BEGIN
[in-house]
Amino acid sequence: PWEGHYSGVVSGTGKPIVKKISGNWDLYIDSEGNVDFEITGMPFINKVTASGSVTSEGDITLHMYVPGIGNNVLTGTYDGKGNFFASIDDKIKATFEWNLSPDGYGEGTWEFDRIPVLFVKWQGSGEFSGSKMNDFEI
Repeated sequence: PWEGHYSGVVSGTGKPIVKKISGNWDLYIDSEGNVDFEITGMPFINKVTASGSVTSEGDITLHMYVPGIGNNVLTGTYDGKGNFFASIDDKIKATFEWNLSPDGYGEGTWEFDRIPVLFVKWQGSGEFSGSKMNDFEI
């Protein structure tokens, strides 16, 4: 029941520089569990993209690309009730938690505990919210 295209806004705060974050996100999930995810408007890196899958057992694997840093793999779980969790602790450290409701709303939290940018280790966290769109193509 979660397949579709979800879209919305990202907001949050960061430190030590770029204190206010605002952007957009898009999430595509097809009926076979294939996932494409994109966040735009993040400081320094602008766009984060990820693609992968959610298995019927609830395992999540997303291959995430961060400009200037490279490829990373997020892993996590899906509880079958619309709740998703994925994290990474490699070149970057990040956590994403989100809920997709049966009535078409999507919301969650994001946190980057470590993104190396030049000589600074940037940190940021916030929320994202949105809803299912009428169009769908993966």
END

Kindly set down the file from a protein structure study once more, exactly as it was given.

[in-house]
Amino acid sequence: PWEGHYSGVVSGTGKPIVKKISGNWDLYIDSEGNVDFEITGMPFINKVTASGSVTSEGDITLHMYVPGIGNNVLTGTYDGKGNFFASIDDKIKATFEWNLSPDGYGEGTWEFDRIPVLFVKWQGSGEFSGSKMNDFEI
Repeated sequence: PWEGHYSGVVSGTGKPIVKKISGNWDLYIDSEGNVDFEITGMPFINKVTASGSVTSEGDITLHMYVPGIGNNVLTGTYDGKGNFFASIDDKIKATFEWNLSPDGYGEGTWEFDRIPVLFVKWQGSGEFSGSKMNDFEI
């Protein structure tokens, strides 16, 4: 029941520089569990993209690309009730938690505990919210 295209806004705060974050996100999930995810408007890196899958057992694997840093793999779980969790602790450290409701709303939290940018280790966290769109193509 979660397949579709979800879209919305990202907001949050960061430190030590770029204190206010605002952007957009898009999430595509097809009926076979294939996932494409994109966040735009993040400081320094602008766009984060990820693609992968959610298995019927609830395992999540997303291959995430961060400009200037490279490829990373997020892993996590899906509880079958619309709740998703994925994290990474490699070149970057990040956590994403989100809920997709049966009535078409999507919301969650994001946190980057470590993104190396030049000589600074940037940190940021916030929320994202949105809803299912009428169009769908993966």